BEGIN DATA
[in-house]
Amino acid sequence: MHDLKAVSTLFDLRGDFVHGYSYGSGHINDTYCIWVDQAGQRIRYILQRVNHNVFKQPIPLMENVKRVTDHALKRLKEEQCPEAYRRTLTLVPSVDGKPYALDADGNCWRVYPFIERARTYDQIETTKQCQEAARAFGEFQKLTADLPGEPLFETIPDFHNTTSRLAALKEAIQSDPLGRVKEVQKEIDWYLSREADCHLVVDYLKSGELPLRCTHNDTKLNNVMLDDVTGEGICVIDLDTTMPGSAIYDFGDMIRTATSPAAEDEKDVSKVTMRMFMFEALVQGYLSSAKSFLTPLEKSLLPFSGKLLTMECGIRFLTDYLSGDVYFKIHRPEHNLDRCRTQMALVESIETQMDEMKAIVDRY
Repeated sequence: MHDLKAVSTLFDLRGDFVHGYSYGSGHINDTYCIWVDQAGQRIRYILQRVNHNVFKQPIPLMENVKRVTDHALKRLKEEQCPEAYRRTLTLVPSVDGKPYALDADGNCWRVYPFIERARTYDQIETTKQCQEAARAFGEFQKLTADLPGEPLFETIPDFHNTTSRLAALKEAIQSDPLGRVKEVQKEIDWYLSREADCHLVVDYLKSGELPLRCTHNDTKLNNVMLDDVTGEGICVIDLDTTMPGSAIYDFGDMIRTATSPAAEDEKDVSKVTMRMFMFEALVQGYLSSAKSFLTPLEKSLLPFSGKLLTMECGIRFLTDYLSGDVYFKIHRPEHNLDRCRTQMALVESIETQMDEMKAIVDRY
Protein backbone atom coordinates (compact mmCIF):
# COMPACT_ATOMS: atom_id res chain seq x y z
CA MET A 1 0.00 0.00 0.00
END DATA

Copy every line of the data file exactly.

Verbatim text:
[in-house]
Amino acid sequence: MHDLKAVSTLFDLRGDFVHGYSYGSGHINDTYCIWVDQAGQRIRYILQRVNHNVFKQPIPLMENVKRVTDHALKRLKEEQCPEAYRRTLTLVPSVDGKPYALDADGNCWRVYPFIERARTYDQIETTKQCQEAARAFGEFQKLTADLPGEPLFETIPDFHNTTSRLAALKEAIQSDPLGRVKEVQKEIDWYLSREADCHLVVDYLKSGELPLRCTHNDTKLNNVMLDDVTGEGICVIDLDTTMPGSAIYDFGDMIRTATSPAAEDEKDVSKVTMRMFMFEALVQGYLSSAKSFLTPLEKSLLPFSGKLLTMECGIRFLTDYLSGDVYFKIHRPEHNLDRCRTQMALVESIETQMDEMKAIVDRY
Repeated sequence: MHDLKAVSTLFDLRGDFVHGYSYGSGHINDTYCIWVDQAGQRIRYILQRVNHNVFKQPIPLMENVKRVTDHALKRLKEEQCPEAYRRTLTLVPSVDGKPYALDADGNCWRVYPFIERARTYDQIETTKQCQEAARAFGEFQKLTADLPGEPLFETIPDFHNTTSRLAALKEAIQSDPLGRVKEVQKEIDWYLSREADCHLVVDYLKSGELPLRCTHNDTKLNNVMLDDVTGEGICVIDLDTTMPGSAIYDFGDMIRTATSPAAEDEKDVSKVTMRMFMFEALVQGYLSSAKSFLTPLEKSLLPFSGKLLTMECGIRFLTDYLSGDVYFKIHRPEHNLDRCRTQMALVESIETQMDEMKAIVDRY
Protein backbone atom coordinates (compact mmCIF):
# COMPACT_ATOMS: atom_id res chain seq x y z
CA MET A 1 0.00 0.00 0.00